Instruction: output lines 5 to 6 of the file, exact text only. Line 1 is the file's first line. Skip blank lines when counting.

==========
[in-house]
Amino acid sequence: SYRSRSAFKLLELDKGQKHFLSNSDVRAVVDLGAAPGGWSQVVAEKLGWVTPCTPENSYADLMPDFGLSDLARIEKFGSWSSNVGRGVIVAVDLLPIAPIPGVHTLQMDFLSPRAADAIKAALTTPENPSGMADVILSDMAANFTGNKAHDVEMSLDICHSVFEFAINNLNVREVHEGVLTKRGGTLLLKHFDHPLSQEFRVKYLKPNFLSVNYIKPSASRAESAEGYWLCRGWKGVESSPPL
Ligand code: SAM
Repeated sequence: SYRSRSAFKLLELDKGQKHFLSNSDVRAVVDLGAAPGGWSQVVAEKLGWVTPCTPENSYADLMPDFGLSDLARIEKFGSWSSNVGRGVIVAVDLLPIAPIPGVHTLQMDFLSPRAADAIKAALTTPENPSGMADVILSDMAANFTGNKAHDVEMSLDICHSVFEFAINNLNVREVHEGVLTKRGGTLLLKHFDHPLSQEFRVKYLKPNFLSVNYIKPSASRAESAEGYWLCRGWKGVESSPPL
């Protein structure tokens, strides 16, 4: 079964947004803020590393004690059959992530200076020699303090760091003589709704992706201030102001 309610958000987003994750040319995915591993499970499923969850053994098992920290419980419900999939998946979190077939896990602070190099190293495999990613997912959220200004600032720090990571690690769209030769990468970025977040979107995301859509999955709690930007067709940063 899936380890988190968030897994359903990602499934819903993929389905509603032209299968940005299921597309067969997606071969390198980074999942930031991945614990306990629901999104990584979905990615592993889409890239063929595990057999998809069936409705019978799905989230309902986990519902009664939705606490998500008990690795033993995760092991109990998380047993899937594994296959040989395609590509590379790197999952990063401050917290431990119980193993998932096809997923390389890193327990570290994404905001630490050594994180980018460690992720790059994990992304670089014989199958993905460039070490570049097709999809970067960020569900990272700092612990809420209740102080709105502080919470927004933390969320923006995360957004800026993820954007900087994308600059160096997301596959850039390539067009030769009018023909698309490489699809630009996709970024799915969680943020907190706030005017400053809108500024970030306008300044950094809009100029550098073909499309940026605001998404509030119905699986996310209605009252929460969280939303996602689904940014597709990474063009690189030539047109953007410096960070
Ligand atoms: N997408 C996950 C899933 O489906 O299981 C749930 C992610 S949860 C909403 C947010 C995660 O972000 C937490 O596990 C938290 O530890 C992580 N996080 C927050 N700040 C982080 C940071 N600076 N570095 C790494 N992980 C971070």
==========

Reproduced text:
């Protein structure tokens, strides 16, 4: 079964947004803020590393004690059959992530200076020699303090760091003589709704992706201030102001 309610958000987003994750040319995915591993499970499923969850053994098992920290419980419900999939998946979190077939896990602070190099190293495999990613997912959220200004600032720090990571690690769209030769990468970025977040979107995301859509999955709690930007067709940063 899936380890988190968030897994359903990602499934819903993929389905509603032209299968940005299921597309067969997606071969390198980074999942930031991945614990306990629901999104990584979905990615592993889409890239063929595990057999998809069936409705019978799905989230309902986990519902009664939705606490998500008990690795033993995760092991109990998380047993899937594994296959040989395609590509590379790197999952990063401050917290431990119980193993998932096809997923390389890193327990570290994404905001630490050594994180980018460690992720790059994990992304670089014989199958993905460039070490570049097709999809970067960020569900990272700092612990809420209740102080709105502080919470927004933390969320923006995360957004800026993820954007900087994308600059160096997301596959850039390539067009030769009018023909698309490489699809630009996709970024799915969680943020907190706030005017400053809108500024970030306008300044950094809009100029550098073909499309940026605001998404509030119905699986996310209605009252929460969280939303996602689904940014597709990474063009690189030539047109953007410096960070
Ligand atoms: N997408 C996950 C899933 O489906 O299981 C749930 C992610 S949860 C909403 C947010 C995660 O972000 C937490 O596990 C938290 O530890 C992580 N996080 C927050 N700040 C982080 C940071 N600076 N570095 C790494 N992980 C971070």